Kansas Governor Laura Kelly, a Democrat, announced Thursday (August 18) that sportsbooks at the four state-owned casinos will begin accepting retail and mobile wagers during a soft launch period on September 1, a week before the start of the National Football League (NFL) season.
A full launch will follow on September 8, pending a few regulatory updates.
“For the last several months, the Kansas Lottery as well as our friends at the Kansas Racing and Gaming Commission (KRGC) and our four casino partners … have been working hard to make sports betting a reality,” Kansas Lottery executive director Stephen Durrell said in a video announcement.
“There are still several regulatory and administrative hurdles that we need to get through to make this launch a reality but I’m hopeful we can get there,” Durrell said.
All commercial gaming operations in Kansas are technically owned by the state and operated by the Kansas Lottery, which announced that it has completed contracts with the four casinos in the state.
Under the law, each casino can partner with up to three mobile sportsbooks, or skins, as well as up to 50 “marketing agreements” with partners to install kiosks at retail locations throughout the state, although at least 20 percent of the agreements must be with fraternal or veterans’ organizations.
The Kansas Speedway and Major League Soccer’s Sporting Kansas City can also host sports wagering at their facilities.
Boot Hill Casino has deals with Bally Bet and DraftKings, while Kansas Crossing has partnerships with PointsBet and Caesars Entertainment. BetMGM and FanDuel has partnered with Boyd Gaming’s Kansas Star Casino, and Penn Entertainment’s Barstool and FOX Bet will launch at Hollywood Casino.
“Boyd Gaming and FanDuel are looking forward to bringing America’s [leading] sports-betting brand to Kansas in early September,” Boyd said in a statement. “Pending final regulatory approvals, we plan to launch the online FanDuel Sportsbook state-wide, and open a retail FanDuel Sportsbook at Kansas Star Casino.”
The state's four tribal casinos are also negotiating amended gaming compacts for sports betting. These casinos will be authorized to launch as soon as the amendments are approved.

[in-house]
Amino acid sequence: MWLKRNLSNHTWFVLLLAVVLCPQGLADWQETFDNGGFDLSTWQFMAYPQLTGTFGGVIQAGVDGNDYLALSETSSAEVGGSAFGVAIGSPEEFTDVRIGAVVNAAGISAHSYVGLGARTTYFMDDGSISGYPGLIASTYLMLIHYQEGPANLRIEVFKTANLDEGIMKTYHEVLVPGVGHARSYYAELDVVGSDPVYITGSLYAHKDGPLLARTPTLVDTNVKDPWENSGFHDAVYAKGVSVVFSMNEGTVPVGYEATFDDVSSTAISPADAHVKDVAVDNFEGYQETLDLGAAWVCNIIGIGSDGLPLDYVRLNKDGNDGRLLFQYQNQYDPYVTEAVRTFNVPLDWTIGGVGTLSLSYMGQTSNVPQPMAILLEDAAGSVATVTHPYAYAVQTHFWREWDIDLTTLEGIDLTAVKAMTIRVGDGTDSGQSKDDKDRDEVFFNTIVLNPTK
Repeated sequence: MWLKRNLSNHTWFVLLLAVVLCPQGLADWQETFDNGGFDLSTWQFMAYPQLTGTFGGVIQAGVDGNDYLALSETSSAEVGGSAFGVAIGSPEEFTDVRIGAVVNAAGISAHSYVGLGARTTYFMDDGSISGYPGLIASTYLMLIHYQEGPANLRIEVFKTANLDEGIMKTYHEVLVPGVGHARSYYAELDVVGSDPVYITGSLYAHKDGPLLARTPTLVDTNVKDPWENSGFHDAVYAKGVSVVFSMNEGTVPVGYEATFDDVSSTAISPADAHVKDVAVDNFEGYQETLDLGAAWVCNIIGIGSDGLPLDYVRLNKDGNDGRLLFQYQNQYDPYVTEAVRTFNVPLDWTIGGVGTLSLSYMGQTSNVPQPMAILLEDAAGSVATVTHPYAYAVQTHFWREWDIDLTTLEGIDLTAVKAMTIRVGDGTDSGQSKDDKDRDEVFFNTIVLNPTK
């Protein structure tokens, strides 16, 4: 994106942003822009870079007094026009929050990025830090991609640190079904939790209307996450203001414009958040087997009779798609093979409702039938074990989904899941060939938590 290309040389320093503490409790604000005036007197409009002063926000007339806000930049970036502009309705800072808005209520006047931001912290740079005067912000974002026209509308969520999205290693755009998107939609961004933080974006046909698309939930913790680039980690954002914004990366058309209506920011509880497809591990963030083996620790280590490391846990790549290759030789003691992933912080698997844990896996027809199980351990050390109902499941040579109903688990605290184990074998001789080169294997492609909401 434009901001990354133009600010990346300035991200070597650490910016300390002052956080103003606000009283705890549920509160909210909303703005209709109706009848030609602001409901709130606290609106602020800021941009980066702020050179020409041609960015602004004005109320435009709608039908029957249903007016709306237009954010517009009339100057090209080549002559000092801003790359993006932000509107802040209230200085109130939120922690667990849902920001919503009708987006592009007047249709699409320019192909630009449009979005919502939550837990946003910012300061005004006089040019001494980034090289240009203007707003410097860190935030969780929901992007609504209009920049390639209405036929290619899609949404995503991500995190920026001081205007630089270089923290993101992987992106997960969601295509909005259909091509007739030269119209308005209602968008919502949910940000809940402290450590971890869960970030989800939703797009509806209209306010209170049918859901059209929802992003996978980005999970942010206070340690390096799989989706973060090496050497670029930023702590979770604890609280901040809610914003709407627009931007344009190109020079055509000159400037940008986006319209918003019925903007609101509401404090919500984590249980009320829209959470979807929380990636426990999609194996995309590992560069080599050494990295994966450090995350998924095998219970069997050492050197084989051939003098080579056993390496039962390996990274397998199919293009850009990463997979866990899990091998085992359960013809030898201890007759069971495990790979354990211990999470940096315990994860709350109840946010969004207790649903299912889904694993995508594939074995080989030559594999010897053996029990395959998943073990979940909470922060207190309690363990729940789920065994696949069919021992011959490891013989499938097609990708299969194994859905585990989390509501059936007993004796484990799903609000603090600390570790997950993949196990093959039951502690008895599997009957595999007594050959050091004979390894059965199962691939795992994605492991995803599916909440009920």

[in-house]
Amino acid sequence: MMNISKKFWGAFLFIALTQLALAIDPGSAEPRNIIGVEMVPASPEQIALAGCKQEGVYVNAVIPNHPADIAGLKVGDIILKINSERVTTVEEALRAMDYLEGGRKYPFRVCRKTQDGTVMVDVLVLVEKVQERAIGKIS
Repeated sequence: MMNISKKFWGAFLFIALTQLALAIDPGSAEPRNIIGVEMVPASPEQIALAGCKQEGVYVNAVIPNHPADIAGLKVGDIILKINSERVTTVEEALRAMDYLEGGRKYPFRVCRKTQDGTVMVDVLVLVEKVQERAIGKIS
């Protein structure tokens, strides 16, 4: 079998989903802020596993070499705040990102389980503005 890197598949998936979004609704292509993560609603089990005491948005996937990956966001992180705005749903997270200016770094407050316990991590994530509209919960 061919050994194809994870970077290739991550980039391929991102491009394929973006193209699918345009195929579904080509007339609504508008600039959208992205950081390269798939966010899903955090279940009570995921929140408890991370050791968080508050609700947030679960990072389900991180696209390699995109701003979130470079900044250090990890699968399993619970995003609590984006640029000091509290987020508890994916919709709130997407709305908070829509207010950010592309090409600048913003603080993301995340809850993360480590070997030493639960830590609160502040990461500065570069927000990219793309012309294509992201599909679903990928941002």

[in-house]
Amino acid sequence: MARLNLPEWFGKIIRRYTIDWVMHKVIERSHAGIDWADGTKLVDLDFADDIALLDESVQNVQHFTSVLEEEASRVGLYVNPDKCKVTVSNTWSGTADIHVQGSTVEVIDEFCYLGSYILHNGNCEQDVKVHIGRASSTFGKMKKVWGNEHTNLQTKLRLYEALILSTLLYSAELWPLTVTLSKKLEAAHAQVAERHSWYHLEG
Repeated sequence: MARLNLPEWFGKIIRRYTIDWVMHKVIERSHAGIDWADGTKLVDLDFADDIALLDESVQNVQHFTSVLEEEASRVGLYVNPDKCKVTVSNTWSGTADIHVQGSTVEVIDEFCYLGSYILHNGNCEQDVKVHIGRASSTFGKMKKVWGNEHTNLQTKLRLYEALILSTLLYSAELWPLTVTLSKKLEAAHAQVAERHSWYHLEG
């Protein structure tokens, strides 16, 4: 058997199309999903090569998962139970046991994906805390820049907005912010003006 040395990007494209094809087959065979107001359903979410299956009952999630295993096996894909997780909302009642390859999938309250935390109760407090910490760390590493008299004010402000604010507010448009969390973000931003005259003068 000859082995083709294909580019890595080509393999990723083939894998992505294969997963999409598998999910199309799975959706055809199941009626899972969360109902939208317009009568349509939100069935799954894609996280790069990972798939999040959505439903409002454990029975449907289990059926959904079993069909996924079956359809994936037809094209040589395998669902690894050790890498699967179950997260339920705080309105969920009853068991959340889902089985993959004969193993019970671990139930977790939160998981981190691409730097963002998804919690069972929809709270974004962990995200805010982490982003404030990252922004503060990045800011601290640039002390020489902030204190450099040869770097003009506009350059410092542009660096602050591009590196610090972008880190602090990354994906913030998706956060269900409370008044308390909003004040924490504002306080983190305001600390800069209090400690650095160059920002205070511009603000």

Mobile and retail sports betting will be taxed at 10 percent of gross sports-betting revenues, which is expected to generate $5m in revenue annually.
Durrell said the lottery will release more information as the state gets closer to its launch date. The Kansas Lottery and KRGC have been tasked with overseeing and regulating sports betting in the state.
Kelly signed Senate Bill 84 on May 12, with the law becoming effective on July 1.
Thursday’s announcement came after both the lottery and the KRGC approved temporary regulations last week to operate sports betting, with those regulations currently under review by attorney general Derek Schmidt.
Those temporary rules address everything from promotional play to surveillance and advertising.
Schmidt’s approval is required to move forward and launch wagering in the state.
John Milburn, a spokesman for Schmidt, said their initial review has “identified significant legal issues with the agency’s proposed regulations.” He did not specify what those issues were in an email Thursday to VIXIO GamblingCompliance.
“We are aware of the urgency in this matter and have expedited and nearly completed initial review of the proposed regulations from the Kansas Lottery,” Milburn said. “Within days, we will be providing our formal feedback to lottery and giving them the opportunity to correct the legal deficiencies.”
Milburn stressed that the attorney general will approve the regulations as soon the agency fixes the legal problems in the initial version of the regulations.
“Our initial review of the proposed regulations from KRGC has begun and is also being expedited.”
A one-year provisional license is being granted to operators based on their past performance in other states. The platforms that have been granted contracts will be announced soon, according to the lottery.
“Legalizing sports betting is a common sense solution that keeps Kansans’ money in Kansas and drives business to sporting events, casinos, restaurants, and other entertainment venues,” Kelly said. “I want to thank all our partners for working with us to get this done in time for football season."